Where to retire when you are coming to the end of your career as a real Roman Emperor?
Let’s go back 1700 years to the dilemma that Emperor Diocletian had. A location close to the sea, with spectacular views and a temperate climate, whose local stone could be used to build a palace fit for his retirement. A home that would not only outlive him, but some 1700 years later be one of the most popular tourist destinations on the Adriatic coast, as well as a UNESCO World Heritage Site.
Diocletian’s Palace is the heart of tourism in Split, its cobbled streets and alleys holding the secrets of centuries of different inhabitants, and one which today is seeing a resurgence in life due to the tourist boom.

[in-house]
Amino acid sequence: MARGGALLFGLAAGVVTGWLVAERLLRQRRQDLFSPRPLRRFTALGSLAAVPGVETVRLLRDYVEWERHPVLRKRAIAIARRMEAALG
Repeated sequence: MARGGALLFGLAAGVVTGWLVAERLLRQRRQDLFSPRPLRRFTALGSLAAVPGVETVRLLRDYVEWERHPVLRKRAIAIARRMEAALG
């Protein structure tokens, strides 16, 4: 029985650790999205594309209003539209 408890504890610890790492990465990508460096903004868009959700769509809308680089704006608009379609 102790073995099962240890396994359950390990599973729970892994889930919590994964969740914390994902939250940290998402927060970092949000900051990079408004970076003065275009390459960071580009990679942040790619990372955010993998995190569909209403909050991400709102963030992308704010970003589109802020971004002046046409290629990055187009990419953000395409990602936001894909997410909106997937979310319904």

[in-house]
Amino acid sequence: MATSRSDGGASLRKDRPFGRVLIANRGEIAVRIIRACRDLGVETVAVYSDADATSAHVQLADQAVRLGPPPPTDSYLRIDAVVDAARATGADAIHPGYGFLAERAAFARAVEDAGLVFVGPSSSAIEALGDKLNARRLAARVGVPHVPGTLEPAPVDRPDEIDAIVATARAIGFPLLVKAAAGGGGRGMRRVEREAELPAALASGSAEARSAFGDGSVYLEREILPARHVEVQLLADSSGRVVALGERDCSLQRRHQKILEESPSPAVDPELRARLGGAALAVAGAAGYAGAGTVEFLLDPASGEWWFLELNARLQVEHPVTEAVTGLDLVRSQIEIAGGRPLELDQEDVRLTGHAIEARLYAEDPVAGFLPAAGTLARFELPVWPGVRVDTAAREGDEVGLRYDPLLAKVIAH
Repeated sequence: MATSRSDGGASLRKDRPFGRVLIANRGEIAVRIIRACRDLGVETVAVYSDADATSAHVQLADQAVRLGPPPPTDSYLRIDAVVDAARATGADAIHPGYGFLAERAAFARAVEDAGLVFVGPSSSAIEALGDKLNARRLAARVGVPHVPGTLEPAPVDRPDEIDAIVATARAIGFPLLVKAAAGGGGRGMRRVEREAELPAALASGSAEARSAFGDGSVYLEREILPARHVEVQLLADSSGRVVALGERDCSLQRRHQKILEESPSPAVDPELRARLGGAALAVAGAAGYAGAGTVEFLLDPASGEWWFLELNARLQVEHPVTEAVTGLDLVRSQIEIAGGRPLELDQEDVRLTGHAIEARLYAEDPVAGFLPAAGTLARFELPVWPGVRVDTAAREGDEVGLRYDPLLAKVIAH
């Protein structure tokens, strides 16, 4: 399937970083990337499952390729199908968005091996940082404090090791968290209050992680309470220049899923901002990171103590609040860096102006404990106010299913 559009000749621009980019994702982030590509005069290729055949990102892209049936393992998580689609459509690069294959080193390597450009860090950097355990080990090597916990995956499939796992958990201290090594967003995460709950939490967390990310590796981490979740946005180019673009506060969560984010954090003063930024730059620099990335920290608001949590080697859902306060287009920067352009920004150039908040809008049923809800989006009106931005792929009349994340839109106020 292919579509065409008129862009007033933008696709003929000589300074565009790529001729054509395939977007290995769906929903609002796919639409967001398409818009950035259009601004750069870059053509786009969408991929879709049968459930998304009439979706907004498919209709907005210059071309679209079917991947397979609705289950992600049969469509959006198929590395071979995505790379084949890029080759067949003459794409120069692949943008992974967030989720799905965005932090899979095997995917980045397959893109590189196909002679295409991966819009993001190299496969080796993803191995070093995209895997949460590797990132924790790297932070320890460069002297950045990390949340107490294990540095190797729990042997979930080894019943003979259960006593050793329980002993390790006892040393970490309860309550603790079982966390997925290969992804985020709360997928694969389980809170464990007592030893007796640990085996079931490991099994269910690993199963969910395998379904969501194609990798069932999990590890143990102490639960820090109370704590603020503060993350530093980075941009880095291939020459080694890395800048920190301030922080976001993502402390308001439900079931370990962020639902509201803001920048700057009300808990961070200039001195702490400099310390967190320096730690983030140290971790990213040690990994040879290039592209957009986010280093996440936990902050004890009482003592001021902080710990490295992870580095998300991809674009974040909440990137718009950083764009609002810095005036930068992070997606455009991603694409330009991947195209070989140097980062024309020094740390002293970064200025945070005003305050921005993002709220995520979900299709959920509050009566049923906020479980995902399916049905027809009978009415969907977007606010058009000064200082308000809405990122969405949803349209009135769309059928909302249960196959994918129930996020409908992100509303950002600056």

Did we mention UNESCO World Heritage Sites? While the location that Diocletian found was virgin territory at the time, he was about 700 years late if he wanted to claim the founding of the first UNESCO World Heritage Site in the region, for it was in 385 BC that the Ancient Greeks sailed in from the island of Paros to a deep bay on what today is known as the island of Hvar, founding the settelement of Faros (Stari Grad today) and an agricultural colony close by which today is the largest cultivated field on the Adriatic, with faming methods almost unchanged from the agricultural colony introduced by the Greeks 2400 years ago.
The Stari Grad Plain became a UNESCO World Heritage Site in 2008, one of four to be found in Central Dalmatia (the old town of Trogir and the stecchi stones near Imotski are the others), and these do not include the oldest public theatre in Europe of the fabulous ruins of Ancient Salona.
With a project to open up the Roman roads of the region taking shape there has never been a better time to discover the heritage of the Central Dalmatian region.